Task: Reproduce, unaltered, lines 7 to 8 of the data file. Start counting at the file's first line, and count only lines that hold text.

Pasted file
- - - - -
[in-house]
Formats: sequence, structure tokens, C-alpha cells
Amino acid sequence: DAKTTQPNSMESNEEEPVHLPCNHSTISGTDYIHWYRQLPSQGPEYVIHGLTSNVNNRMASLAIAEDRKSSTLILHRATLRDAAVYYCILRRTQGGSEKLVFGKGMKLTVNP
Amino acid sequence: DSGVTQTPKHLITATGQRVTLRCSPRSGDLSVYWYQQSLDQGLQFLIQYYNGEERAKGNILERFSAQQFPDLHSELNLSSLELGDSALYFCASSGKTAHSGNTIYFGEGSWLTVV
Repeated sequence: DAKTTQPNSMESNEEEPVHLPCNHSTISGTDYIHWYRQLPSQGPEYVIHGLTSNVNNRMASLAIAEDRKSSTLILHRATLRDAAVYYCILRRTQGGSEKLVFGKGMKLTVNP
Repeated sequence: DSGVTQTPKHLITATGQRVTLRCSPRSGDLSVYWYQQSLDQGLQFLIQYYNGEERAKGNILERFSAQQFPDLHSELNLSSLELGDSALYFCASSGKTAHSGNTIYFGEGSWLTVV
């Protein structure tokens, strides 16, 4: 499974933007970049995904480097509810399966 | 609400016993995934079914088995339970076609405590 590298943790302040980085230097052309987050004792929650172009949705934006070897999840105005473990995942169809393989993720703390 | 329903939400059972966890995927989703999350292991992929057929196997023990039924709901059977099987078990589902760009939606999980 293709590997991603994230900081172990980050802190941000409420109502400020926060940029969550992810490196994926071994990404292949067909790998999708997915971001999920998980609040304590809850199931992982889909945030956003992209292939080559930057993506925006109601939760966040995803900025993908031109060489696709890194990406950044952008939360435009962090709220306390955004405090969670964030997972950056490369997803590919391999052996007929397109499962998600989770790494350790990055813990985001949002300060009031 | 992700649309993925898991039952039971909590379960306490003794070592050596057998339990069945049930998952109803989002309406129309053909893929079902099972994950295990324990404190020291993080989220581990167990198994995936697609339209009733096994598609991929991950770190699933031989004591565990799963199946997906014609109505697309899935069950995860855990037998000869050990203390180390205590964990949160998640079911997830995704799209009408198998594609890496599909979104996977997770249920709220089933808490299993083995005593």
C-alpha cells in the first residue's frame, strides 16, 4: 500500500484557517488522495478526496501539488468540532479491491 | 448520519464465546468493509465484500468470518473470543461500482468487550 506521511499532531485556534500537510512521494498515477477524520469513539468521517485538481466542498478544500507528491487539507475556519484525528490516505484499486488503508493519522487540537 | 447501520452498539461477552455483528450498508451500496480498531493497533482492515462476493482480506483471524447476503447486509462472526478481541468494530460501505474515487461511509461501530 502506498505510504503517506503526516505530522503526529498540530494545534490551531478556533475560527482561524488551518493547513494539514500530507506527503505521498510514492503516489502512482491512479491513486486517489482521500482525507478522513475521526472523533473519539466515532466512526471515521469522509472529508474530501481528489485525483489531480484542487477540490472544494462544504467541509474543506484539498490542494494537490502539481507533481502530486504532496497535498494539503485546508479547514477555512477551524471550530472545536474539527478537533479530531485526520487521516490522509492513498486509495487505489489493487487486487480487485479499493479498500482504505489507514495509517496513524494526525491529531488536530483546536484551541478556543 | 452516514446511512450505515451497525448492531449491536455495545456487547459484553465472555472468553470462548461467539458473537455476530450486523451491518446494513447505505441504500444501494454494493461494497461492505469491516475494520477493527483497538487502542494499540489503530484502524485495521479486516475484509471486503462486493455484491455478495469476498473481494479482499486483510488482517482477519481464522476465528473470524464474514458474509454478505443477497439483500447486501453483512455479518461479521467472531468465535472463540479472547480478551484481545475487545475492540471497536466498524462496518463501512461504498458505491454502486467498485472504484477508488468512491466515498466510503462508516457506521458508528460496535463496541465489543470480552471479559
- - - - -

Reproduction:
């Protein structure tokens, strides 16, 4: 499974933007970049995904480097509810399966 | 609400016993995934079914088995339970076609405590 590298943790302040980085230097052309987050004792929650172009949705934006070897999840105005473990995942169809393989993720703390 | 329903939400059972966890995927989703999350292991992929057929196997023990039924709901059977099987078990589902760009939606999980 293709590997991603994230900081172990980050802190941000409420109502400020926060940029969550992810490196994926071994990404292949067909790998999708997915971001999920998980609040304590809850199931992982889909945030956003992209292939080559930057993506925006109601939760966040995803900025993908031109060489696709890194990406950044952008939360435009962090709220306390955004405090969670964030997972950056490369997803590919391999052996007929397109499962998600989770790494350790990055813990985001949002300060009031 | 992700649309993925898991039952039971909590379960306490003794070592050596057998339990069945049930998952109803989002309406129309053909893929079902099972994950295990324990404190020291993080989220581990167990198994995936697609339209009733096994598609991929991950770190699933031989004591565990799963199946997906014609109505697309899935069950995860855990037998000869050990203390180390205590964990949160998640079911997830995704799209009408198998594609890496599909979104996977997770249920709220089933808490299993083995005593």
C-alpha cells in the first residue's frame, strides 16, 4: 500500500484557517488522495478526496501539488468540532479491491 | 448520519464465546468493509465484500468470518473470543461500482468487550 506521511499532531485556534500537510512521494498515477477524520469513539468521517485538481466542498478544500507528491487539507475556519484525528490516505484499486488503508493519522487540537 | 447501520452498539461477552455483528450498508451500496480498531493497533482492515462476493482480506483471524447476503447486509462472526478481541468494530460501505474515487461511509461501530 502506498505510504503517506503526516505530522503526529498540530494545534490551531478556533475560527482561524488551518493547513494539514500530507506527503505521498510514492503516489502512482491512479491513486486517489482521500482525507478522513475521526472523533473519539466515532466512526471515521469522509472529508474530501481528489485525483489531480484542487477540490472544494462544504467541509474543506484539498490542494494537490502539481507533481502530486504532496497535498494539503485546508479547514477555512477551524471550530472545536474539527478537533479530531485526520487521516490522509492513498486509495487505489489493487487486487480487485479499493479498500482504505489507514495509517496513524494526525491529531488536530483546536484551541478556543 | 452516514446511512450505515451497525448492531449491536455495545456487547459484553465472555472468553470462548461467539458473537455476530450486523451491518446494513447505505441504500444501494454494493461494497461492505469491516475494520477493527483497538487502542494499540489503530484502524485495521479486516475484509471486503462486493455484491455478495469476498473481494479482499486483510488482517482477519481464522476465528473470524464474514458474509454478505443477497439483500447486501453483512455479518461479521467472531468465535472463540479472547480478551484481545475487545475492540471497536466498524462496518463501512461504498458505491454502486467498485472504484477508488468512491466515498466510503462508516457506521458508528460496535463496541465489543470480552471479559